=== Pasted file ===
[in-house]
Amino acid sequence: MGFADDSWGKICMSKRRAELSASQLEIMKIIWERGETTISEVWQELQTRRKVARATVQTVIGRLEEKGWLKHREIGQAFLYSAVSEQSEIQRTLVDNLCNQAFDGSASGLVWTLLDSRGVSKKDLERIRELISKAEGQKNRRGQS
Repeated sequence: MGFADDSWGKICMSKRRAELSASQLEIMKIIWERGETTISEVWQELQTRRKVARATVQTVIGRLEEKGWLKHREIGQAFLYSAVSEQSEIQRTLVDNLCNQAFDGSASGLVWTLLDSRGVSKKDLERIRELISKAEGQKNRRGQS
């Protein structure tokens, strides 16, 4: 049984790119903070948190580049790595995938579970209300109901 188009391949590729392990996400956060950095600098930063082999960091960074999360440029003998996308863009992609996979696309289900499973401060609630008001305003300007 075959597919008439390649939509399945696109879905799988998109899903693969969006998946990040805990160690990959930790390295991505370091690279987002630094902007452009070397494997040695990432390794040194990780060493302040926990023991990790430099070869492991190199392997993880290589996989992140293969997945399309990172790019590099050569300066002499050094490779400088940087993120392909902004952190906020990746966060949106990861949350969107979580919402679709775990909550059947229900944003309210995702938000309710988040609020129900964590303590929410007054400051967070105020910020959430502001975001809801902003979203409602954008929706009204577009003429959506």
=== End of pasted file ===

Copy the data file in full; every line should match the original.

[in-house]
Amino acid sequence: MGFADDSWGKICMSKRRAELSASQLEIMKIIWERGETTISEVWQELQTRRKVARATVQTVIGRLEEKGWLKHREIGQAFLYSAVSEQSEIQRTLVDNLCNQAFDGSASGLVWTLLDSRGVSKKDLERIRELISKAEGQKNRRGQS
Repeated sequence: MGFADDSWGKICMSKRRAELSASQLEIMKIIWERGETTISEVWQELQTRRKVARATVQTVIGRLEEKGWLKHREIGQAFLYSAVSEQSEIQRTLVDNLCNQAFDGSASGLVWTLLDSRGVSKKDLERIRELISKAEGQKNRRGQS
């Protein structure tokens, strides 16, 4: 049984790119903070948190580049790595995938579970209300109901 188009391949590729392990996400956060950095600098930063082999960091960074999360440029003998996308863009992609996979696309289900499973401060609630008001305003300007 075959597919008439390649939509399945696109879905799988998109899903693969969006998946990040805990160690990959930790390295991505370091690279987002630094902007452009070397494997040695990432390794040194990780060493302040926990023991990790430099070869492991190199392997993880290589996989992140293969997945399309990172790019590099050569300066002499050094490779400088940087993120392909902004952190906020990746966060949106990861949350969107979580919402679709775990909550059947229900944003309210995702938000309710988040609020129900964590303590929410007054400051967070105020910020959430502001975001809801902003979203409602954008929706009204577009003429959506």